The Newman Numismatic Portal works closely with the Internet Archive, using IA as the back-end storage for millions of pages of numismatic
content. Bibliophiles and information-lovers of all stripes will appreciate the foresight and dedication of a woman named Marion Stokes, who
single-handedly created a massive archive of broadcast news, now being added to IA. Here's a review from Hyperallergic of a new
documentary on Stokes. -Editor
Matt Wolf's documentary Recorder: The Marion Stokes Project, which premiered at the Tribeca Film Festival and is set to play at more
festivals throughout the summer, ruminates on this modern phenomenon via a fascinating, previously little-known figure.
The film's press materials describe Marion Stokes in perversely appealing terms: "a radical Communist activist, who became a fabulously wealthy
recluse archivist." The reality wasn't quite so straightforward, and the film paints a picture of a prickly, fiercely intellectual woman driven by
forces that at first seem confusing. Stokes started out as a librarian, and she and her first husband were devoted left-wing activists. Later she
began hosting a Philadelphia public affairs show with the wealthy John Stokes, who became her second husband. Stokes's money gave her the luxury of
time, and she took on a project that became her life's work. In 1979, during the Iranian Hostage Crisis, Stokes began recording the news on VHS tapes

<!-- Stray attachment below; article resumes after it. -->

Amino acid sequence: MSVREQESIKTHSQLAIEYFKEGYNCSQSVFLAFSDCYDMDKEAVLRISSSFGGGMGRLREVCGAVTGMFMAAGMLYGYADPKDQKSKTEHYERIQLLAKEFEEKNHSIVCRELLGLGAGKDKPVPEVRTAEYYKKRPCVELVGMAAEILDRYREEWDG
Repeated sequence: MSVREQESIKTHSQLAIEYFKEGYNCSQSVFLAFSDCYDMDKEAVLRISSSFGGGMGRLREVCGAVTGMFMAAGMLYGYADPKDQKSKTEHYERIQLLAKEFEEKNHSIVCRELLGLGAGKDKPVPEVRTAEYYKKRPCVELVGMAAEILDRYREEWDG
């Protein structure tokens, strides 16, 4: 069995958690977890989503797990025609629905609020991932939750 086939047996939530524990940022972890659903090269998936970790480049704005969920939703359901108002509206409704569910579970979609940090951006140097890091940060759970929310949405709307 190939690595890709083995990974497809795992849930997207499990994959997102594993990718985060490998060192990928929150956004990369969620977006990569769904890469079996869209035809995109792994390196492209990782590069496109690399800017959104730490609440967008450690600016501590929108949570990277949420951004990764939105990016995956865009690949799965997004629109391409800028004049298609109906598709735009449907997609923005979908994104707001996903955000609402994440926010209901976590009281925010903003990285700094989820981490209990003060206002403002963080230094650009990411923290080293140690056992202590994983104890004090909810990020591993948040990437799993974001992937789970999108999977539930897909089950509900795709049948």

around the clock. She kept at this until her death in 2012 — in a tragic sign of the times, her final recordings captured coverage of the Sandy Hook
school shooting. Altogether, she recorded 70,000 tapes.
Recorder finds poignancy in Stokes's obsessive mission, rather than look at her as an oddity. The film becomes a treatise on the power of
archival work. With the advent of streaming and the shift away from physical media, it's easy to assume that everything exists online somewhere, and
will remain there indefinitely. This is patently untrue.
Many TV networks likely don't have much of the material Stokes recorded in their proprietary archives. Archiving is often given short shrift.
Media companies tend to focus on the future, and the budgeting of corporate overlords doesn't usually leave much room for things that might
uncharitably be referred to as "old." The Internet Archive's digitization of Stokes's collection is the culmination of her socialist mission. She
wanted information to be accessible, and she wasn't discriminating in what she recorded. The ephemeral material on her tapes — commercials, forgotten
local stories, jingles, lo-fi graphics, newscasters with bad hair — might be the most compelling stuff of all.
While Recorder is fairly conventional in structure with its incorporation of talking heads, it makes creative use of the archival riches
its subject collected. The snippets of tapes we see are grainy and often soothingly banal, the textured stuff of the past. It's not all nostalgia,
though. Wolf places Stokes's recordings in context. In one particularly effective sequence, he creates a grid of news channels in the moments leading
up to 9/11. The footage starts calmly, with a sinking feeling setting in as each show receives word of the event. Without any commentary, Wolf
succinctly shows us a moment in which the world shifted.
To read the complete article, see:
The Woman Who Recorded Decades of TV News on 70,000 VHS Tapes
Wayne Homren, Editor
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